I wonder if you’ve felt in recent years that life is constantly overwhelming — that there’s so much more to deal with than you have time for, and that you are always in ‘catch-up’ mode?
Welcome to my world. In fact, welcome to our world: an increasingly-digital world of multiple demands and stimulations, full of so many challenging, exciting and diverse opportunities that it becomes difficult to decide what to do. Perhaps we feel a little like the proverbial children in a sweetshop, but faced with much more complex situations. And as educators, we are tasked with the additional responsibility of helping the next generation to navigate this world.
Does it make your head whirl? Do you sometimes find yourself so busy being connected and available, that you fall into the trap of thinking of ubiquity as:
‘everywhere, all the time’
‘anywhere, any time’?
Does the mental fog sometimes descend and paralyse you temporarily? Do you feel the slight panic and fear of missing out, if you don’t feel up-to-date or on top of everything? I know that I do!
Recently I found myself discussing this very issue with members of my book discussion group. Among our number are several educators, businesswomen, and psychologists, so the conversation ran deep and drew on wide bases of knowledge and experience. This powerful social context for learning led us to discovery of a taonga – which, if you did not already know of it, I now pass on to you.
So, say “Hello” to Dr Daniel Levitin — renowned behavioural neuroscientist and author from the Psychology Department of James McGill University. His response to the challenges of our information-bombarding age is refreshing, informative, useful, and makes absolute sense.
Levitin (2014) confirms that we are, indeed, exposed to massive increases in daily data compared to previous times. For example, we are now coping with more than five times the volume of daily information than was the case in 1986. His study of the body of neuroscientific research leads him to three key ideas about:
- Attention and the myth of multitasking
- The use of ‘brain extenders’
- Decision making.
Our brains work extra hard these days…
It turns out that multitasking doesn’t actually exist – really it’s extremely rapid sequential tasking. Our brains switch so quickly between attentional focuses that it appears seamless and we don’t notice. BUT – this fractional attention can release the stress hormone, cortisol, leading to that familiar unwanted sensation of mental fog and time wasting.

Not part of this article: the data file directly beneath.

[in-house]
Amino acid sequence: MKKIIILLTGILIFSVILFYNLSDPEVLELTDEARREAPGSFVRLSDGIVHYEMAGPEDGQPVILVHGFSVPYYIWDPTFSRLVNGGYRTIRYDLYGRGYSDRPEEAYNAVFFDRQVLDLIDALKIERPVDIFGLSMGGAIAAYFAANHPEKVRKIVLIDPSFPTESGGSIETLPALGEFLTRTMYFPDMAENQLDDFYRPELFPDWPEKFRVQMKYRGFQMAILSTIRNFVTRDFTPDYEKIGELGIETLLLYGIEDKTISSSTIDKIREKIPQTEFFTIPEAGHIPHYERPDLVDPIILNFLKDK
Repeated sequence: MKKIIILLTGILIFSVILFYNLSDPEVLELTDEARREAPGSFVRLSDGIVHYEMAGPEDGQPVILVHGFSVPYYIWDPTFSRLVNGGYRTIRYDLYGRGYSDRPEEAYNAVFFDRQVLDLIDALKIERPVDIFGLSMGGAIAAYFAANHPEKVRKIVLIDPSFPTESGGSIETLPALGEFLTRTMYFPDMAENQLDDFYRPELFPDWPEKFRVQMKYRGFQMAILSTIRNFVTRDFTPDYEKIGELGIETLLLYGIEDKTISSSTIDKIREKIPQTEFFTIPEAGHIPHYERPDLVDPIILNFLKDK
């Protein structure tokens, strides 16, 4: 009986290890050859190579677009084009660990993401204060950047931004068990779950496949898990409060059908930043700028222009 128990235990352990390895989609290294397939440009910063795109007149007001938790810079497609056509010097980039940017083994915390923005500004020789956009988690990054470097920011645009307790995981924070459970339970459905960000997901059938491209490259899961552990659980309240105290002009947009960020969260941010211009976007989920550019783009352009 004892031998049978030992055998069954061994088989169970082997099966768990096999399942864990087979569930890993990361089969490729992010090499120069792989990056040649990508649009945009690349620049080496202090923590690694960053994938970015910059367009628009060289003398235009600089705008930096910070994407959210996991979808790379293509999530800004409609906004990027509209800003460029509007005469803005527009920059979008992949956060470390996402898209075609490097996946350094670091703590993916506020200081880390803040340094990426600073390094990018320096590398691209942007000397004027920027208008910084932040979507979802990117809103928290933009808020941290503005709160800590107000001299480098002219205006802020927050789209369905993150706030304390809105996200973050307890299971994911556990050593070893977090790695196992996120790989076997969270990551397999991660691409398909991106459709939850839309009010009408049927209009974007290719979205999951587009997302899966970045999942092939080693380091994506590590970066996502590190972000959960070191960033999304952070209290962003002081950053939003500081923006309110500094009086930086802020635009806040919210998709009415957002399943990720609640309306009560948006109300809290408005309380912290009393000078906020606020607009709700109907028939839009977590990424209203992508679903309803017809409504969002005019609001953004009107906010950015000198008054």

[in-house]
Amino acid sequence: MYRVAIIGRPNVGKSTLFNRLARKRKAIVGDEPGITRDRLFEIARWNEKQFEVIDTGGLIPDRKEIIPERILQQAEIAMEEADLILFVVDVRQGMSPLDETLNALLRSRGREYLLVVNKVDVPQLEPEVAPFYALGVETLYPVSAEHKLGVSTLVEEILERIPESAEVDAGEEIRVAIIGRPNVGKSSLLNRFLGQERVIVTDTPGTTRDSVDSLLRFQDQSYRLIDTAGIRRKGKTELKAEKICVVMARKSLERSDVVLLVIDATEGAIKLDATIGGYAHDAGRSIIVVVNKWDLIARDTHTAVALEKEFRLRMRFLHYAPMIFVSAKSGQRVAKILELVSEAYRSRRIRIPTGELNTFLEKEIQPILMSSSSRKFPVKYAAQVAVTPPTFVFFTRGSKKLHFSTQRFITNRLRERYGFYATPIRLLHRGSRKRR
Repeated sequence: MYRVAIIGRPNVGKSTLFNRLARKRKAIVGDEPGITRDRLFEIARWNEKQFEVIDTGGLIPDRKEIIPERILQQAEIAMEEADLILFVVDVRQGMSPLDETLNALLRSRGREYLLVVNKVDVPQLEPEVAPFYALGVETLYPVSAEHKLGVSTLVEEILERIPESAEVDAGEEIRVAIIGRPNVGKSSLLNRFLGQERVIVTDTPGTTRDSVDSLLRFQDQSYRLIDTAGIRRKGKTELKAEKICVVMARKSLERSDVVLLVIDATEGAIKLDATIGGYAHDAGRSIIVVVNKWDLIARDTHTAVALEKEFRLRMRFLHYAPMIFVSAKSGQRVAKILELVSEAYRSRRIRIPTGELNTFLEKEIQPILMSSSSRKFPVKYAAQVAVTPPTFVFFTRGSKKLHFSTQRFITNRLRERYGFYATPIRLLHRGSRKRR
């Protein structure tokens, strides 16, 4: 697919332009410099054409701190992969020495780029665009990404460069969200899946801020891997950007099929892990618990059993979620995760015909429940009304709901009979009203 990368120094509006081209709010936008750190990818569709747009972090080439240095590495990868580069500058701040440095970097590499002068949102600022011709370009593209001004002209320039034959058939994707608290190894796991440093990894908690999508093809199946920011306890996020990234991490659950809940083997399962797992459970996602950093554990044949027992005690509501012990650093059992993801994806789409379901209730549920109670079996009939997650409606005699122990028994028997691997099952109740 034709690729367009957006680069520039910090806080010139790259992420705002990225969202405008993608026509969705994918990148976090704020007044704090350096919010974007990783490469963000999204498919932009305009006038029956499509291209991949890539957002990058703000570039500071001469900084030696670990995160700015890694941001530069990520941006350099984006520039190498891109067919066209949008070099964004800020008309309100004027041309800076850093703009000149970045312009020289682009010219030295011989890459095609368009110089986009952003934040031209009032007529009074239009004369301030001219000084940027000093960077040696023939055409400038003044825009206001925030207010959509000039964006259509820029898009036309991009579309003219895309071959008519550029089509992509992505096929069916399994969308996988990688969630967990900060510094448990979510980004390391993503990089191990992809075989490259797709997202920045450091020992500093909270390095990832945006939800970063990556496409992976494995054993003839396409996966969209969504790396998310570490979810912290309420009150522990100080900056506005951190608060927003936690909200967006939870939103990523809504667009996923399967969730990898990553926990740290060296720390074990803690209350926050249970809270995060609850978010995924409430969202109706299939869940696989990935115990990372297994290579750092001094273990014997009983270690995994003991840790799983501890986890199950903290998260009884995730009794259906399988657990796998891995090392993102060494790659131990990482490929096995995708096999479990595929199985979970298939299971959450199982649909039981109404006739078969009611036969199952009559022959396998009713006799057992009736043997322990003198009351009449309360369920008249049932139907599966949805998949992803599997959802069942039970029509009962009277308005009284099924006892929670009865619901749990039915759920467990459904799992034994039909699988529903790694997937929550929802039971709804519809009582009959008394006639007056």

There are times when we are fully immersed, focused and engaged in a task (task-positive attentional mode) and others when our minds flow creatively and wander, mixing thoughts and almost subconsciously mulling ideas over, in a non-hierarchical way (task-negative attentional mode). We often call this ‘daydreaming’. Both modes are necessary and we need to go backwards and forwards between them.
So that’s all well and good. Except that our glucose stores (which neurons need to function) are depleted by every change. And it has also been found that making decisions, however, large or small (which shoes to wear, which email to answer first, which task to address next, which staff member to promote…) also drains this mental energy source. The good news is that the stores can be replenished by entering the task-negative (daydreaming) mode.
Twenty-first century technologies and demands involve much more attention switching and decision-making than in the past. Social networking (both face-to-face and digital) brings us enormous benefits — but we also need to be aware of the mental energy costs. Too much attention mode switching or decision making leads to reduced productivity. New anxieties such as FOMO (fear of missing out) have added to this pressure. Levitin suggests that we can learn to manage these more effectively by:
- Taking breaks — and even short naps